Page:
Those are five ways to make money with an app. What else would you add?

How To Find New Ideas For Your Web Business

I don’t know about you but I don’t look for new business ideas in garden centers. Which is interesting for two reasons. First: I associate garden centers with functional activities (not creative ones). Secondly: I had a fixed ideas on where to find creative inspiration. On both counts I was wrong.

I don’t know about you but I don’t look for new business ideas in garden centers. Interesting for two reasons. First: I associate garden centers with functional activities (not creative ones). Secondly:  I had a fixed idea on where to find creative inspiration. On both counts I was wrong.

Why New Business Ideas Are Everywhere

You can develop products (not sure about services) in R&D departments and then try to launch them but something is missing… people.
The seeds for new business ideas are found where you find people.

  • The idea for the walkman was made when a Sony designer saw teenagers skating on the boardwalk and wondered how could they listen to their radios.
  • The idea for designer watches – think Swatch – was to connect customers love of jewelry with the opportunity to collect the entire range. No one bought a swatch because it kept better time than other watches.
  • The idea for perfume arose to mask the stench from the aristocracy who didn’t bathe. It wasn’t the done thing so they lashed on oddles of perfume instead.

New business can be generated:

  • By looking for twists on existing products: think boots and dogs and you get booties for pampered Chihuahuas. What’s the next animal you could design clothes for? Hats for dogs? Bracelets for kittens?
  • By making it more exclusive the other similar products: think the IPad which is very limited compared to laptops but, due to its high price point, makes it very exclusive.
  • By looking for ways to frighten customers into feeling the product is a necessity: how many parents have bought mobile phones to keep in touch with their kids ‘just in case’ something happened.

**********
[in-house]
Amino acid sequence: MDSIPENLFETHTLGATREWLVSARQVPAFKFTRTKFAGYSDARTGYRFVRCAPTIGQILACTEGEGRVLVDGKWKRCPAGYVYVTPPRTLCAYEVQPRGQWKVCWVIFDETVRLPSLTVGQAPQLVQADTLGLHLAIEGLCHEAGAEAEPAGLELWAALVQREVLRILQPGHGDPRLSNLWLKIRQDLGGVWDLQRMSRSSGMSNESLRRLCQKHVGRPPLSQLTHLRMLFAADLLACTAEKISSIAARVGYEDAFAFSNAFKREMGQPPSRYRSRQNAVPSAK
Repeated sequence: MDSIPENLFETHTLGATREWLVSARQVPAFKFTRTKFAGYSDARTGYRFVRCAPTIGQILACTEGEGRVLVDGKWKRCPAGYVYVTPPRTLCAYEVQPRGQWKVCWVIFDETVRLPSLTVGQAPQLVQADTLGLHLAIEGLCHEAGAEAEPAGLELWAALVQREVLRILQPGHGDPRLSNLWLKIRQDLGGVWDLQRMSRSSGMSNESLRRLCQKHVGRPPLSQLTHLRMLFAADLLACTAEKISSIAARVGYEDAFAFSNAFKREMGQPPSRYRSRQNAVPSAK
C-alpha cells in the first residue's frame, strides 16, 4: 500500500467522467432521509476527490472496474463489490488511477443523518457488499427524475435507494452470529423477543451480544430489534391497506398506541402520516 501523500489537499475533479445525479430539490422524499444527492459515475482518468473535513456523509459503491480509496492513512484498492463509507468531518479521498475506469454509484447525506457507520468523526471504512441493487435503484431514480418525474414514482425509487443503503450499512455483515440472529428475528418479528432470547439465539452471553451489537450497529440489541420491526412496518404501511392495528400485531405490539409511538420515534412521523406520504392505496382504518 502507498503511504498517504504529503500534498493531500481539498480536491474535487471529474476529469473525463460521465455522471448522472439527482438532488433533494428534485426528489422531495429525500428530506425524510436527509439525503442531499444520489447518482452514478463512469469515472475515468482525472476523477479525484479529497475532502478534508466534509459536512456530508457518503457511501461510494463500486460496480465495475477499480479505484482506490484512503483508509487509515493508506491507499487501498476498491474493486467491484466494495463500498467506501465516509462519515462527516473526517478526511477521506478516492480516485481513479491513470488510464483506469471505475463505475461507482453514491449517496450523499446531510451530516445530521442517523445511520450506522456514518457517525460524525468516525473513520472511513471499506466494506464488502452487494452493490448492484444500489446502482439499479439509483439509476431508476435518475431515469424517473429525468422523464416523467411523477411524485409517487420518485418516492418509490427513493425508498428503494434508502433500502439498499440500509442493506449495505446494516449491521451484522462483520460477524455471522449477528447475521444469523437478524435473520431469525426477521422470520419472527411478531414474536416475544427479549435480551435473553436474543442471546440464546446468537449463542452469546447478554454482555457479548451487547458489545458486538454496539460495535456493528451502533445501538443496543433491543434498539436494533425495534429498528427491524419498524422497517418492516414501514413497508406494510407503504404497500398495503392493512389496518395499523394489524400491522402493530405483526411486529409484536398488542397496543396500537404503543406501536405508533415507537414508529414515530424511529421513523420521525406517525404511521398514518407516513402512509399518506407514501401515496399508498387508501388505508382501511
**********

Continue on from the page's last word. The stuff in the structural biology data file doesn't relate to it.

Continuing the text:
How to Find New Business Ideas

You’ve read that innovation is key to creating great new products, right?
The dilemma is that it’s hard to pull new ideas out of thin air.
My experience is that new killer products are usually an ‘incremental’ improvement of an existing product, usually with a nice marketing twist.
There are exceptions, of course. It’s hard to think of what precluded the web browser, but the concept of the PC, for example, had been around for decades.
So, how do you find new business ideas?
Here’s a suggested approach:

  1. Visit your local garden center.
  2. Select some products that you can experiment with.
  3. Examine the product and see where you can add one new feature that would improve the product design.
  4. Then see how you could position this so it would appeal to the current buyers or
  5. How you could position it so new customers would be attracted.

If you don’t have the time or budge to do this, here’s an alternative, especially if you’re selling services.

  • Visit your local shopping center.
  • Wander around one of the shops and observe how the staff interact with customers.
  • Identify three ways staff could assist customers. I bet you’ll identify at least five.

If you develop this habit of observation, especially where customers and staff interact, you’ll see many areas where services could be improved, customers could be up-sold more products, and business process could be refined.